Industrious low-cost-carrier Wizz Air has voiced its opposition to the European Commission’s waiver of the 80-20 use-it-or-lose-it rule currently in place for airport slots. The airline is calling the blocking of £1.5 billion ($1.96 billion) worth of slot pairs at Gatwick Airport, a “fraud against the traveling public”.
Waiver in place until October
Under standard rules, carriers that use less than 80% of their allocated slots at busy airports have to give them up at the end of the season for redistribution to their competitors. However, in late March, the European Council adopted a waiver for the so-called use-it-or-lose-it rule due to concerns over the number of “ghost flights.”
According to the decision, slot requirements were suspended retroactively from March 1st, and until October 24th, 2020. This move was designed to help struggling carriers in the face of the gravest crisis commercial aviation industry had yet to face.
Calls are now being made for a prolonging of the waiver until March 2021. Meanwhile, Wizz Air states that an extension of the exemptions would hinder rather than help the recovery of European aviation and, therefore, the European economy.
“The calls to prolong the slot waiver until March 2021 are against free competition and protect incumbent airlines with weak business models while airlines like Wizz Air are ready to take up new market opportunities and provide even more low fare opportunities for their passengers and essential connectivity for countries,” József Váradi, Wizz Air CEO said in a statement seen by Simple Flying issued Tuesday.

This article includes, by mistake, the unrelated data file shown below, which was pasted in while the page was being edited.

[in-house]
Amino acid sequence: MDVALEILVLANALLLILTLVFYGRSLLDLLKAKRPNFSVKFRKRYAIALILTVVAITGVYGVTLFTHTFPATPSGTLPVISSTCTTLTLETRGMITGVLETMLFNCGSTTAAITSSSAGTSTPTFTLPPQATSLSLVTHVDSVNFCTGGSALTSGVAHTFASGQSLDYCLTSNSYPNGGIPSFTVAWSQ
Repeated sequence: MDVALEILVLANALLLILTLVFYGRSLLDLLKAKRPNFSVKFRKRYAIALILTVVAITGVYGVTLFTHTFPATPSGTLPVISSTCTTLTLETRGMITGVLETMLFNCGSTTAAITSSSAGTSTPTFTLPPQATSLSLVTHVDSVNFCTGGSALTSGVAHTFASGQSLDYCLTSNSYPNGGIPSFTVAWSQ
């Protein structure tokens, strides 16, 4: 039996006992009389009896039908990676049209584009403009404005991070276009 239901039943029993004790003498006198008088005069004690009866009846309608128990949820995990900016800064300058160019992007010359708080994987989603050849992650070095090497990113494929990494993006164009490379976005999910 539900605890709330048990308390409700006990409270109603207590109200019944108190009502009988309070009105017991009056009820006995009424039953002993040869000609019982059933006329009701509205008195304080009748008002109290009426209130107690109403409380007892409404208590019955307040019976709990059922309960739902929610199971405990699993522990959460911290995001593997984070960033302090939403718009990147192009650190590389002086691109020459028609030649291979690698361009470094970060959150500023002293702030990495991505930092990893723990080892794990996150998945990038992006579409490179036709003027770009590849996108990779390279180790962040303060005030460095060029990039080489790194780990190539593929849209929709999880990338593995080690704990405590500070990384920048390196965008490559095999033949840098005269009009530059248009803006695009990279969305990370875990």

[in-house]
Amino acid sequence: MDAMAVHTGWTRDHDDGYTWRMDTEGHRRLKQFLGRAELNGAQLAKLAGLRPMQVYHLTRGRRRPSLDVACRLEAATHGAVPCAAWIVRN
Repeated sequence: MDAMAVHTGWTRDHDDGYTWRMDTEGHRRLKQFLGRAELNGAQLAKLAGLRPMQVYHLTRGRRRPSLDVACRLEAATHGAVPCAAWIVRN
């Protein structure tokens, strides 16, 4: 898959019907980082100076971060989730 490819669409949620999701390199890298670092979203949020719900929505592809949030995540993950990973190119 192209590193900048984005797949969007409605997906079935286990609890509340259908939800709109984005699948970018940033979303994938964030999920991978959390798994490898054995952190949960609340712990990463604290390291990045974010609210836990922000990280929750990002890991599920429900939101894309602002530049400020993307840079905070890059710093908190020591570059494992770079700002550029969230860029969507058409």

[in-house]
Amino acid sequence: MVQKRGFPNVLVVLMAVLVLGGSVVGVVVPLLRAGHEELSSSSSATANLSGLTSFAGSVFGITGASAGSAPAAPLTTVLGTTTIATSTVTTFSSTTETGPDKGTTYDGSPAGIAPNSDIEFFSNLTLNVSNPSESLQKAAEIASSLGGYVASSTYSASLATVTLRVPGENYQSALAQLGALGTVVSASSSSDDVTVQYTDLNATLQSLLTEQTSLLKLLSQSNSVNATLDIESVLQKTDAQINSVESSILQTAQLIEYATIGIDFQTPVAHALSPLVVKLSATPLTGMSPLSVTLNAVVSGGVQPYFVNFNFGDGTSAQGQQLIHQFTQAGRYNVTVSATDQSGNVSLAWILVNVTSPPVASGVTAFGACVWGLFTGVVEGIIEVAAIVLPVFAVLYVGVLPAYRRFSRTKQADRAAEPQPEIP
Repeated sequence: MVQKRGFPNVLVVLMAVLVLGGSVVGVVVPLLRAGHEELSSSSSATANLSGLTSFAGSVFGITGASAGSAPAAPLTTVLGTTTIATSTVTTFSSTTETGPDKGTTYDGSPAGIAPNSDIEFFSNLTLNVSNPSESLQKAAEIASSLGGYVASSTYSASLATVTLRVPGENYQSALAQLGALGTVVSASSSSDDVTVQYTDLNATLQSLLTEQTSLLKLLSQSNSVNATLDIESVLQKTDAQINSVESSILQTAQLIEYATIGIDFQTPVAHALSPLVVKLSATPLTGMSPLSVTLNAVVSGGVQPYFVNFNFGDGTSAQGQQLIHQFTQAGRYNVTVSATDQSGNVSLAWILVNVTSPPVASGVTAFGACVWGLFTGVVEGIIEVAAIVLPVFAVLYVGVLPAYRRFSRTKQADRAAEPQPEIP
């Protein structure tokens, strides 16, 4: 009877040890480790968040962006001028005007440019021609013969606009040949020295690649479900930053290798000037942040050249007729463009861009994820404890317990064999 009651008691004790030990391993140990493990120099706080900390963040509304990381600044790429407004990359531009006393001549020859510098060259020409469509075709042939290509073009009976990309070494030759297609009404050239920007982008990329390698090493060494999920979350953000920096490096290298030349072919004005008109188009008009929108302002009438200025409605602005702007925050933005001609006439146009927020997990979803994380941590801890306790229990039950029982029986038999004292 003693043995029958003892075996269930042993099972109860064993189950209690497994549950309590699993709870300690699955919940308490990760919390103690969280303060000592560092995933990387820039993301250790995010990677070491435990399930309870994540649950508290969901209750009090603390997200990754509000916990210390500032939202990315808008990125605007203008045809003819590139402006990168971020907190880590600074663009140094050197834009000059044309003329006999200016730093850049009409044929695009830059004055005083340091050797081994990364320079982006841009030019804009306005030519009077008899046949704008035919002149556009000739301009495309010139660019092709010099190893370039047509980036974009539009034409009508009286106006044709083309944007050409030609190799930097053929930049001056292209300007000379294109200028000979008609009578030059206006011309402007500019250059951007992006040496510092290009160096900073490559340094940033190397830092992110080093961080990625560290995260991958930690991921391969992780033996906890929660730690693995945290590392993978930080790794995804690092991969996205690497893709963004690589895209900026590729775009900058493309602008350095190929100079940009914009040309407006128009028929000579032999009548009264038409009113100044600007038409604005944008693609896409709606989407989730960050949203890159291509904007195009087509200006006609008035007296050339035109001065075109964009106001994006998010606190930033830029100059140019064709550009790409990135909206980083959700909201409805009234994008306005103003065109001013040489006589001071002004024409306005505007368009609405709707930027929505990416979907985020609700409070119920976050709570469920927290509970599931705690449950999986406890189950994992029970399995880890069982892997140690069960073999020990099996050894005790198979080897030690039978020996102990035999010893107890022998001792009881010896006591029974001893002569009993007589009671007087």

£1.5 billion worth of slots at Gatwick blocked
As Wizz Air has already recovered 77% of its year-on-year capacity across its network, including almost 100% of its UK operations, it feels that the current waiver is preventing it from expanding at key airports. Rather, the carrier says that the temporary regulation is supporting shrinking taxpayer-funded airlines.
“Even more so than the irrational amounts of state aid given to airlines who have manged themselves into a financial position with no resilience, slot blocking is a fraud against the taxpayer as well as the travelling public,” Mr. Váradi continued.
Notably, at Gatwick Airport, where some carriers have signaled that they may not return to full capacity, if at all, for another couple of years, slot pairs worth £1.5 billion ($1.96 billion) in pre-COVID numbers are currently blocked. Wizz Air describes this as anti-competitive, and looking out for fair competition is one of the EU’s primary mandates.
Yes, Gatwick is in the UK, and the UK has officially left the European Union. However, there is a transition period in place while the two actors negotiate their future relationship. This will end on December 31st, 2020, so until then, the regulations of the European Council still apply.
Wizz Air has been busy during the crisis, adding 100 new routes and opening up new bases in Abu Dhabi, Larnaca, Milan, and Tirana. Slot waivers or no, it is currently Europe’s fifth busiest airline. While Whizz may hope to profit from the void left by struggling legacy carriers, even if it needs to wait a while longer, we are sure to hear more from the Hungarian LCC.
What are your thoughts about Wizz Air’s views? Do you agree with the airline? Let us know what you think in the comment section.